My teenager is not a strong reader. Is the Heritage program appropriate for him?

It is a fact of life that students vary quite a bit in ability, enthusiasm, and interest in terms of their reading habits. The Heritage Curriculum was designed to accommodate both exceptional readers and stragglers. We have intentionally kept age and grade recommendations vague, because so many of the books that we designate for "young readers" could be of great interest to older students who don't have a strong background in history. Our first suggestion, therefore is to make sure that his reading selections are ability-appropriate. No real benefit can come from "struggling" with history. He should select books that are at or below his reading level.

Sometimes, however, actual reading ability is less of a factor that interest and enthusiasm. Many students can read more challenging works, but just don't want to. The problem of motivation is a more complex one to address than ability. We do however, have a few suggestions for "motivating reluctant readers" that are developed more fully in an essay on the Heritage website. In summary 1) minimize video and internet distractions, 2) assign books below your student's reading level, 3) assign "high octane" books (pirates, soldiers, explorers, instead of statesmen and scholars), 4) if you find an author or series your student enjoys, assign other books from the set.

There is no magic formula for motivating all students. The Heritage curriculum provides a broad set of tools, but it can't supply a universal remedy for all situations. Keep in mind though, that teenagers are often pre-occupied with here-and-now issues, so it is sometimes easier to establish a genuine interest in history at an earlier, or a later age.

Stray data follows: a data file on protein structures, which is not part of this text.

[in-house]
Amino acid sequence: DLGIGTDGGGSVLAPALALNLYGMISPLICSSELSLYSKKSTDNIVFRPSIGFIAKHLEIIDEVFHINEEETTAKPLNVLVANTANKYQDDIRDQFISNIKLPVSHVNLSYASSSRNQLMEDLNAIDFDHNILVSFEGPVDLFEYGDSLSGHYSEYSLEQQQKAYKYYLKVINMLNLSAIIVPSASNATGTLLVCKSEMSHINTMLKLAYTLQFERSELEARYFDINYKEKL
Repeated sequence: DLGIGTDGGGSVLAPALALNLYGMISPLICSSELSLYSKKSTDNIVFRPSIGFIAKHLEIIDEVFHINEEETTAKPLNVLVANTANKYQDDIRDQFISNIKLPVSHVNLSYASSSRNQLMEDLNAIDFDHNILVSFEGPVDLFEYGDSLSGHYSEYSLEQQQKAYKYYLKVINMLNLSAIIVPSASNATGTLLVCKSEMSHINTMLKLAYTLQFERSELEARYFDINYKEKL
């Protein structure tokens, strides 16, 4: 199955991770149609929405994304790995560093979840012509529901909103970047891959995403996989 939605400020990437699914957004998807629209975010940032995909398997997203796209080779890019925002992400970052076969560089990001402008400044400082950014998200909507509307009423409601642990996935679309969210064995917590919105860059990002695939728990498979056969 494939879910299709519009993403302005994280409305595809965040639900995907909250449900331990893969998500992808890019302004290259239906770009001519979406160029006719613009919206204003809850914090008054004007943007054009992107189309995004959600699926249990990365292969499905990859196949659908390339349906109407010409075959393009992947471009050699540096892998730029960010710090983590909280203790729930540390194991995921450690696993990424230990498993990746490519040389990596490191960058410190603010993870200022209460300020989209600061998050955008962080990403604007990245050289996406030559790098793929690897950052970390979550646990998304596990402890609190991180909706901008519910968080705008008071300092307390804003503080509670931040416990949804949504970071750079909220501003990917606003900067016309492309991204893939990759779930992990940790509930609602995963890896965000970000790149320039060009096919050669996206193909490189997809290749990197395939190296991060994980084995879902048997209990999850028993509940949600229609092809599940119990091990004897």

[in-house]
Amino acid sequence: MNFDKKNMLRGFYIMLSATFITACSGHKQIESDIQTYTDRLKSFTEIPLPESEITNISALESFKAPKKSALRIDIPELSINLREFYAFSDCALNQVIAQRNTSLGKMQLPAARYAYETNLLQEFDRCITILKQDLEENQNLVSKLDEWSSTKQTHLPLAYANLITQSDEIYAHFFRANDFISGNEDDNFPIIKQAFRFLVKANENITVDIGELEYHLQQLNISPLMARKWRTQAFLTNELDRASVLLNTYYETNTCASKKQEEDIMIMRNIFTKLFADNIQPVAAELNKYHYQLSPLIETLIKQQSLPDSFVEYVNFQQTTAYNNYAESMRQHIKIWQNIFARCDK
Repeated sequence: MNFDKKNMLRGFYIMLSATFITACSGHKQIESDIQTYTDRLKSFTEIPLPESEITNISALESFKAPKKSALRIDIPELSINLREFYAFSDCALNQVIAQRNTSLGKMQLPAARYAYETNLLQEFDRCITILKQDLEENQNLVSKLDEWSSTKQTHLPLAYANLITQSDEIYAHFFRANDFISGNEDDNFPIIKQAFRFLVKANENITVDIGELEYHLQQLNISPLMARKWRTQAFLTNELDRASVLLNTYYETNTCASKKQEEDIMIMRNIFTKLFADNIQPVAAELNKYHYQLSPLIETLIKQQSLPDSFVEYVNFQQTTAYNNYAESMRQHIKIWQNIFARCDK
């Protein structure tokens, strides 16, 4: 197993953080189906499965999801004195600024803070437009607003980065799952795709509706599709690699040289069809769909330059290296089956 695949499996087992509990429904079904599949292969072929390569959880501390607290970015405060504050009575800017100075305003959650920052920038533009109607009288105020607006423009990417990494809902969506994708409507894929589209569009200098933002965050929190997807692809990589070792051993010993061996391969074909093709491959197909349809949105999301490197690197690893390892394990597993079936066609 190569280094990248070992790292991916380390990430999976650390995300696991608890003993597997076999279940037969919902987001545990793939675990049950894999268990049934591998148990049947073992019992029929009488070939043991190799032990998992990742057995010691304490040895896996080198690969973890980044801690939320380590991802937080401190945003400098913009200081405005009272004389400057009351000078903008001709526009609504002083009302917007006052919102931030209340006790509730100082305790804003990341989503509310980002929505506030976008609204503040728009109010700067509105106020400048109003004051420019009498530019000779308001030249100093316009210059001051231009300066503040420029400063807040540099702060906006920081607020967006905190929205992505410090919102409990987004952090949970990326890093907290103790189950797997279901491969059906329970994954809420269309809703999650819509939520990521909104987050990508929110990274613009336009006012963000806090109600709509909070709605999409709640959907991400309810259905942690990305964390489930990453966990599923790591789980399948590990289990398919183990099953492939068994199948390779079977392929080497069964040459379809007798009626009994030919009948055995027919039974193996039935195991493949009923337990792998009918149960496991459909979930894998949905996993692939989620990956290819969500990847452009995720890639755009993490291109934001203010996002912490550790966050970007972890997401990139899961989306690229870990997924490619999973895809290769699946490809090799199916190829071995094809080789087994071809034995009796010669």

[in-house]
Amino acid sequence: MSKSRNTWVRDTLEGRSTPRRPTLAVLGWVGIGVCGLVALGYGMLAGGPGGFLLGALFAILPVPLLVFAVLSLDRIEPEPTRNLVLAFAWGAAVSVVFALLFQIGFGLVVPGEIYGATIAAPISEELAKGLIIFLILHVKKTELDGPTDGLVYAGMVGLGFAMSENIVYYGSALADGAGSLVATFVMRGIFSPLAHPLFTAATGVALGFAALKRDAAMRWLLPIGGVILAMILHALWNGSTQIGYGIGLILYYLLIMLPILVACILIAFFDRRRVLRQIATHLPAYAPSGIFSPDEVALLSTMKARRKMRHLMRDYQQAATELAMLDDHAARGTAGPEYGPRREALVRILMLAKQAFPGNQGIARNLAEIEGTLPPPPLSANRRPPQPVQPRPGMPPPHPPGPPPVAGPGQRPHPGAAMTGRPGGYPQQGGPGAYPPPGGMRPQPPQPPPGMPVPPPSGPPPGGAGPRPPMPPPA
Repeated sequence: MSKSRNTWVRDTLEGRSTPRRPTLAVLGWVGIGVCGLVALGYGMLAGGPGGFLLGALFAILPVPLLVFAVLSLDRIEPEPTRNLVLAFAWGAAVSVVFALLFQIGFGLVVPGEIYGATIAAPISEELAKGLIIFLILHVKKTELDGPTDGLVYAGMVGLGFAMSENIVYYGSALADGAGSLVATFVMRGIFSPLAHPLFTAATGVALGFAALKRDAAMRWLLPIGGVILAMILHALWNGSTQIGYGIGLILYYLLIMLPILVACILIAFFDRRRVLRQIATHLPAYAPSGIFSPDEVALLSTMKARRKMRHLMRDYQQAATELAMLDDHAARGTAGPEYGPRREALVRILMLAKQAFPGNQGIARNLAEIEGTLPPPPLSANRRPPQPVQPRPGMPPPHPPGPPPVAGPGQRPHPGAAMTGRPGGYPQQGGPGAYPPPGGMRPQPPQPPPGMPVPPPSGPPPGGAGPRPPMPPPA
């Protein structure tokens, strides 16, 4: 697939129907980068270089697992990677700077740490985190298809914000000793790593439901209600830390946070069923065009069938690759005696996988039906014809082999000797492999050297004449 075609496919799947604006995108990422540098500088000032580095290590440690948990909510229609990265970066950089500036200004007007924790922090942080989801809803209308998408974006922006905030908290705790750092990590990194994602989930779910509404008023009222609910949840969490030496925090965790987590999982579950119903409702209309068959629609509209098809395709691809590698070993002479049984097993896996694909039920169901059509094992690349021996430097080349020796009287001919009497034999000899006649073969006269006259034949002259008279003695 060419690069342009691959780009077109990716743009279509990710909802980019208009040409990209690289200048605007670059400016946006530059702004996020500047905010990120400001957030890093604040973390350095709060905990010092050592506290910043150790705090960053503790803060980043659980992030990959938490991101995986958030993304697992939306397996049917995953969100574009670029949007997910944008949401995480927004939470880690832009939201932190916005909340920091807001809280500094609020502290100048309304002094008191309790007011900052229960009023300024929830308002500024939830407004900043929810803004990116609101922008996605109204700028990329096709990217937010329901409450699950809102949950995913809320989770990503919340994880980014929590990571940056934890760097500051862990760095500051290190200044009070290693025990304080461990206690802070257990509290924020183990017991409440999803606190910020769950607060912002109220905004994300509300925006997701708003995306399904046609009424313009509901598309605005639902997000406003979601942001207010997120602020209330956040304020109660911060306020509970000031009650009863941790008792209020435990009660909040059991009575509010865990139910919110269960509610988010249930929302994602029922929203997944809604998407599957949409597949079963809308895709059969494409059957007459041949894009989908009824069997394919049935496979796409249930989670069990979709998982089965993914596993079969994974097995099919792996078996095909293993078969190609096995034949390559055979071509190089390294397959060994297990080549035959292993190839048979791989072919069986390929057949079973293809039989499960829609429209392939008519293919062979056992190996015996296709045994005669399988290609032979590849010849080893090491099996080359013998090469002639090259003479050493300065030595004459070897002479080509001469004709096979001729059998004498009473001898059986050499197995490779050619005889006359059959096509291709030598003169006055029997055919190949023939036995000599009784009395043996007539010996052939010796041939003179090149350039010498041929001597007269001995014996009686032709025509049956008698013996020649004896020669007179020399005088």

Can my student's elective reading be historical fiction, or does it have to be "real" history?

The problem with making sweeping generalizations about historical fiction is that the quality and historical seriousness of the genre varies drastically. Some historical fiction is excellent, and some is quite poor. It is really up to the parent or instructor to decide whether to allow historical fiction to count for elective reading, but in general, well-done, story-based history is preferable to most historical fiction.

Most of the historical fiction currently in the Heritage History library is directed towards young readers. Historical fiction can be a very useful transition between chapter books and real history, and several of the series we support for younger students are very high quality.

For older students, the Heritage library does include some historical fiction written by authors who are well known as serious historians. Alfred J. Church and Edwin Sabin, for example, were excellent writers who produced many volumes of first-rate history. Their historical fiction is meticulously researched and the plots are contrived to maximize the communication of detailed true-life anecdotes. Overall, however, we don't promote historical fiction just because it is such a broad category. We are not opposed to historical fiction, but we are not knowledgeable enough about specific works and authors to promote it effectively.